RealtyTrac’s year-end report released Thursday shows foreclosure filings – including default, auction, and bank repossession notices – were reported on 1,887,777 U.S. properties in 2011. Of that total, 804,423 homes were taken back by lenders as REO.
Last year’s tally of nearly 1.9 million properties with a foreclosure filing seems staggering, but it’s actually the lowest reported since 2007. It’s 34 percent below 2010, 33 percent below 2009, and 19 percent below the 2008 total.
RealtyTrac’s newly appointed CEO Brandon Moore describes foreclosure activity last year as being in “full delay mode.”
“The lack of clarity regarding many of the documentation and legal issues plaguing the foreclosure industry means that we are continuing to see a highly dysfunctional foreclosure process that is inefficiently dealing with delinquent mortgages – particularly in states with a judicial foreclosure process,” Moore said.
These delays, however, may be coming to an end. Moore says there were strong signs in the second half of 2011 that indicate lenders are finally beginning to push stalled foreclosures through in select local markets.
“We expect that trend to continue this year, boosting foreclosure activity for 2012 higher than it was in 2011, though still below the peak of 2010,” Moore said.
Despite signs that some markets are experiencing a pickup in foreclosures, RealtyTrac’s analysis shows that processing timelines continued to increase.
On the national stage, properties foreclosed in the fourth quarter took an average of 348 days to complete the process, up from 336 days in the third quarter and up from 305 days in the fourth quarter of 2010.
RealtyTrac says the length of the average foreclosure process has increased 24 percent from the third quarter of 2010, when lenders began to re-evaluate foreclosure procedures as a result of documentation and affidavit errors.
New York holds the title of ‘longest foreclosure process in the nation’ – an average of 1,019 days.
New Jersey documented the nation’s second longest end-to-end foreclosure process, at 964 days. Florida has the third longest at 806 days. Foreclosure activity in both these states dropped more than 60 percent from 2010 to 2011.
All three states with the longest foreclosure timelines employ the judicial foreclosure process.
Texas continues to register the shortest average foreclosure process of any state, at 90 days, but that still represents an increase from 86 days in the third quarter and 81 days in the fourth quarter of 2010.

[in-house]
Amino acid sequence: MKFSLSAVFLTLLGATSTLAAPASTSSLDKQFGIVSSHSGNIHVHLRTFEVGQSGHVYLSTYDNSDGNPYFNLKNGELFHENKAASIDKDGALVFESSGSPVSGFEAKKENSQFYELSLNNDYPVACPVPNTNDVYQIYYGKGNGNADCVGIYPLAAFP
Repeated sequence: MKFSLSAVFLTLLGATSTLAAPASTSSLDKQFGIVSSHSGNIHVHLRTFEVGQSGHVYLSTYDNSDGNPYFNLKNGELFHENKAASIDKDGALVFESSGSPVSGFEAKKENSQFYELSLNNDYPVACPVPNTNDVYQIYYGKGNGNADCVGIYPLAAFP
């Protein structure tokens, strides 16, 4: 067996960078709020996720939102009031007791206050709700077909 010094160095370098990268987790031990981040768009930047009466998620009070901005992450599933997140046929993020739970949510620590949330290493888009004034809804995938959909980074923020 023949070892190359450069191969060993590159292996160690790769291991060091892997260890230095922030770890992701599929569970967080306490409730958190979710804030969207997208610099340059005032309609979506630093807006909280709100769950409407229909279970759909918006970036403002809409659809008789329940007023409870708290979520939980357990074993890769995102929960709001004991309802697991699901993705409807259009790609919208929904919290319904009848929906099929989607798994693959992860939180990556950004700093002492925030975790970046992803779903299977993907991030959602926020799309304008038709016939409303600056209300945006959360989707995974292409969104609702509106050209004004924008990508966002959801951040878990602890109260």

At 106 days, Delaware has the second shortest foreclosure timeline in the nation, and Kentucky lays claim to the third shortest, at 108 days.
More than 6 percent of Nevada housing units (one in 16) had at least one foreclosure filing in 2011, giving it the nation’s highest state foreclosure rate for the fifth consecutive year. That’s despite a 31 percent decrease in foreclosure activity from 2010.
Arizona registered the nation’s second highest foreclosure rate for the third year in a row, with 4.14 percent of its homes (one in 24) receiving at least one filing in 2011.
California registered the nation’s third highest foreclosure rate for all of 2011, with 3.19 percent (one in every 31 homes).
Other states with 2011 foreclosure rates ranking among the nation’s 10 highest include: Georgia (2.71 percent), Utah (2.32 percent), Michigan (2.21 percent), Florida (2.06 percent), Illinois (1.95 percent), Colorado (1.78 percent), and Idaho (1.77 percent).
This article is by DSNews.com: “New REO Inventory in 2011=804,423 Homes.”
Shoppers, I bet many of you scoured the Sunday ads and bounced to several stores for deals over Thanksgiving weekend.
What if you applied that same effort and vigilance to shopping for a new home loan or refinance? That same attention to detail could translate into hundreds to thousands of dollars in savings over time.
“People think nothing about going to many different stores to buy a toaster or oven or dishwasher,” said Norma Garcia, attorney at Consumers Union, publisher of Consumer Reports magazine. “They just don’t shop for (home) loans the same way they shop for other products, but they ought to.”
Consumers likely are more comfortable comparison-shopping for microwaves than mortgages because the home-loan process can be cumbersome, with reams of paperwork, unfamiliar jargon, and of course, the rush to close and move to a new place.